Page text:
Author Topic: Precursor to M.S. Windows ???  (Read 3553 times)

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Offline Tac Eht Xilef

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Re: Precursor to M.S. Windows ???
« Reply #25 on: August 10, 2019, 09:41:47 am »
… but I think Windows 1x existed before GEM.

GEM (released Feb 1985) predated Win 1 (Nov 1985) by a few months.

Walking back, you have Apple Mac, then Apple Lisa, X-Windows on Unix systems, then you get to pretty much the first commercial GUI which was Metaphor Systems (1982)

From most recent to earliest:
GEOS: 1986
MS Windows v1: Nov 1985
Gem: Feb 1985
X Windows System: Jun 1984
Apple Mac: Jan 1984
Apple Lisa: Jan 1983
W Windows System: c.1983
Metaphor Workstation: 1982
Xerox Star Workstation: Apr 1981
Xerox Alto: Mar 1973, the famous GUI demo in Dec 1979
Control Data Plato IV touchscreen demo: 1972
 

Offline Nusa

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Re: Precursor to M.S. Windows ???
« Reply #26 on: August 10, 2019, 10:32:00 am »
… but I think Windows 1x existed before GEM.

GEM (released Feb 1985) predated Win 1 (Nov 1985) by a few months.

Walking back, you have Apple Mac, then Apple Lisa, X-Windows on Unix systems, then you get to pretty much the first commercial GUI which was Metaphor Systems (1982)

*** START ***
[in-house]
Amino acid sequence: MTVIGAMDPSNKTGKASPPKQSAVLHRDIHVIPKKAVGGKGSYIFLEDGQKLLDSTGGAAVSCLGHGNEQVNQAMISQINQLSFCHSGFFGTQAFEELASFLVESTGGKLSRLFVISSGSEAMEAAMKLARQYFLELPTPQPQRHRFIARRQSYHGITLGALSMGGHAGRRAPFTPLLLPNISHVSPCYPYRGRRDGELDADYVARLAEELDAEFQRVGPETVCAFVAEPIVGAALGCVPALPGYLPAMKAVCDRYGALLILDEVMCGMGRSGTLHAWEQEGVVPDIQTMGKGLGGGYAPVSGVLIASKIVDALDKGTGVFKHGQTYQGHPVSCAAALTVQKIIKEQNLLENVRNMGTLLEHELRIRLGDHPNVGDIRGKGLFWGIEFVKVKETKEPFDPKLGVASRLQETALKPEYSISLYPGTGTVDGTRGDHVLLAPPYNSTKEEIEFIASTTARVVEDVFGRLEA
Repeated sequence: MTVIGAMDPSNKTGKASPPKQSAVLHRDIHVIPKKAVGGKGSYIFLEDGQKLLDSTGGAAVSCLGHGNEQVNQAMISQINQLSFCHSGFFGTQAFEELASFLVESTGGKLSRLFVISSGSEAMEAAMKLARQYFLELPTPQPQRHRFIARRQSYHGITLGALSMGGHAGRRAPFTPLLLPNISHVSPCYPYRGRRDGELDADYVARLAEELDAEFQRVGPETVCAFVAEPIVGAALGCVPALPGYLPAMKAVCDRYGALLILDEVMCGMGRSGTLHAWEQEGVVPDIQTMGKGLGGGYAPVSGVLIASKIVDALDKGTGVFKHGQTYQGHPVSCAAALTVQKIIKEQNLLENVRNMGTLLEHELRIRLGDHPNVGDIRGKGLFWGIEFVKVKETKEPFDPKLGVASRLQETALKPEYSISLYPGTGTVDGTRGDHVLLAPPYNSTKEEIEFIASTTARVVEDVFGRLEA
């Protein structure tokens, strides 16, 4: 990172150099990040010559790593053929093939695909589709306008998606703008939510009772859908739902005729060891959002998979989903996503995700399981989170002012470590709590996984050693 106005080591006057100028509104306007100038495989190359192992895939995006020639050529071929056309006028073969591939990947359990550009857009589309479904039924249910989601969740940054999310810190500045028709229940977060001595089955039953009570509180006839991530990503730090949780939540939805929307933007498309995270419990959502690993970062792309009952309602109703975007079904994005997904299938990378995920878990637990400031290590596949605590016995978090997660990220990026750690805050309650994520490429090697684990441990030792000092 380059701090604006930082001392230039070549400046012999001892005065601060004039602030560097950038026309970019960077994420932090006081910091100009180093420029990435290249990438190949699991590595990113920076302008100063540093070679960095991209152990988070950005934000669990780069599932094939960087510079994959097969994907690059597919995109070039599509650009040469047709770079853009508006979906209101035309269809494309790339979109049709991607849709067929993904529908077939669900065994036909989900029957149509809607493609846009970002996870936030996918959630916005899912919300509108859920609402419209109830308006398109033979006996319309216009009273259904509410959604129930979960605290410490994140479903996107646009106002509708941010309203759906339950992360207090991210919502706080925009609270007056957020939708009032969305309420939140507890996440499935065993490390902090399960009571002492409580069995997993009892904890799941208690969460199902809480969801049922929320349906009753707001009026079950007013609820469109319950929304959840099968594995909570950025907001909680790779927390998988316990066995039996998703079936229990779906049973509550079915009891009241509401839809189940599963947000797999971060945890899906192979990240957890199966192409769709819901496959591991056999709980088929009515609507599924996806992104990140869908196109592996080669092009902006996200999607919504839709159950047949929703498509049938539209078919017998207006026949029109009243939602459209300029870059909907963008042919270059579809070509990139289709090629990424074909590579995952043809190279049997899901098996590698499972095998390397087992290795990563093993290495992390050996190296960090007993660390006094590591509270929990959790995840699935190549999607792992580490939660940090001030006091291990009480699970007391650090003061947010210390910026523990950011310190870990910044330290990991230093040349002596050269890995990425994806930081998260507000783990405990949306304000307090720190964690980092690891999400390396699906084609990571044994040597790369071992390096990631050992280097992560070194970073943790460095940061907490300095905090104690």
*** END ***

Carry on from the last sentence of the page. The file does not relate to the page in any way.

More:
From most recent to earliest:
GEOS: 1986
MS Windows v1: Nov 1985
Gem: Feb 1985
X Windows System: Jun 1984
Apple Mac: Jan 1984
Apple Lisa: Jan 1983
W Windows System: c.1983
Metaphor Workstation: 1982
Xerox Star Workstation: Apr 1981
Xerox Alto: Mar 1973, the famous GUI demo in Dec 1979
Control Data Plato IV touchscreen demo: 1972
Control Data didn't demo the touchscreen in 1972. The correct attribution would be the University of Illinois CERL labs, run by Don Bitzer. CERL also developed the plasma graphics panel that the touch screen was designed for. CDC bought commercial rights from them in 1976 if I remember correctly.

Most people can be forgiven for not remembering the Apple Lisa. There were never that many of them, being commercially eclipsed by the Apple Mac the next year. I can only think of one person I knew that owned one.
 

Offline rrinker

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Re: Precursor to M.S. Windows ???
« Reply #27 on: August 14, 2019, 12:36:28 am »
 I don't recall anyone I knew owning a Lisa, but they were on display at the Hess department store near me. It looked interesting, but then I would see the price tag. Given a TRS-80 Modle 1 was out of reach for me, the Lisa certainly was.

 

Online SiliconWizard

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Re: Precursor to M.S. Windows ???
« Reply #28 on: August 14, 2019, 01:02:27 am »
My recollection is that everyone (Apple, Microsoft, GEOS) were all based on the Xerox ideas and developed nearly in the same time frame.

I'm pretty sure Apple was the first one to implement Xerox ideas on a personal computer, and the others followed. As I've read, despite innovative and visionary ideas, Xerox was having a hard time getting people interested in their GUI systems. Contrary to what has been sometimes said, Apple didn't steal anything from Xerox. Xerox executives at the time decided to actively transfer the concepts to Apple because they were not seeing any future of those for Xerox itself.